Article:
Bank Cartels Might Have Used 200 Chat Rooms for FX Rigging

The new evidence shows the market manipulation was even bigger than previously anticipated.

The on-going lawsuit against the forex rigging cartel of seven banks has taken a massive turn as the defendants’ lawyer told a London court that the traders might have used up to 200 chat rooms to co-ordinate forex price manipulation, according to a Bloomberg report.

Marie Demetriou is representing the investment funds, including Allianz, PIMCO, Brevan Howard, BlueCrest and some pension funds. They have sued big banks, like Barclays, Citigroup and JPMorgan Chase, over allegations of losing money due to price rigging.

Demetriou revealed that some of the traders communicated on some of the instant chat rooms that lasted for hours. However, some of the messaging groups were permanent.

The accused have used several chat rooms, emails, Whatsapp messages and even telephones to co-ordinate the FX market manipulation. If the evidence can back these claims, this could make the case against them strong.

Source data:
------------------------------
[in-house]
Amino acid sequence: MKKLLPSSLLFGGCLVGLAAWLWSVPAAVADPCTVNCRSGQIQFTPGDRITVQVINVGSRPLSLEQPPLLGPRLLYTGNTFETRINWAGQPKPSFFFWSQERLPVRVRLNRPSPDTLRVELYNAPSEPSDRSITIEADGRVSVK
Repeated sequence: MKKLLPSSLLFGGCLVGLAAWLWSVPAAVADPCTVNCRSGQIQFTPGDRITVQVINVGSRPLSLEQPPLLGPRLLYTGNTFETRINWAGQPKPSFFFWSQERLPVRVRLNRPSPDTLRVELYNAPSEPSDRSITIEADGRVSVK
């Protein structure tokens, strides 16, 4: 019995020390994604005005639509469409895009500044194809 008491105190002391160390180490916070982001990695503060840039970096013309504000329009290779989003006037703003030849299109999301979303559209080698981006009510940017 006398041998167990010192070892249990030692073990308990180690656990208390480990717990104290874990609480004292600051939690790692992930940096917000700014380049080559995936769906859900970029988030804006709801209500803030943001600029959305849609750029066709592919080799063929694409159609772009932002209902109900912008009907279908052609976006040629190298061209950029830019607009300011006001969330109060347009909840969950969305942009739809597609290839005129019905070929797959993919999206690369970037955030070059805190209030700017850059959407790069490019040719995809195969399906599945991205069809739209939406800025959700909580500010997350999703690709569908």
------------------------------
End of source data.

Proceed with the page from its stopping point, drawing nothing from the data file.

The investors are now repleading the case, and Demetriou believes that: “further chat rooms and unlawful anticompetitive communications will be identified.”

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A Massive Scandle in the Forex Market

More than a dozen major multinational banking giants were accused of rigging the forex currency benchmark rates between 2003 and 2013. The manipulation is massive as it impacted a market with a daily volume of multi-trillion dollars.

These accused banks are facing multiple lawsuits in several jurisdictions. Last year, a US court allowed institutional investors to pursue a class-action lawsuit against 15 major banks for rigging forex rates.

Meanwhile, many of these banks were fined by regulators for some specific price rigging incidents. Five banks, including Citi, Barclays and JP Morgan, paid 1.07 billion euros ($1.3 billion) in fines to the European Union antitrust regulator as a part of their settlement in 2019 for probes in only two chat rooms.

In total, over a dozen of these banks have paid around $11.8 billion in fines to several global regulators and had to shell out another $2.3 billion as compensation to customers and investors.

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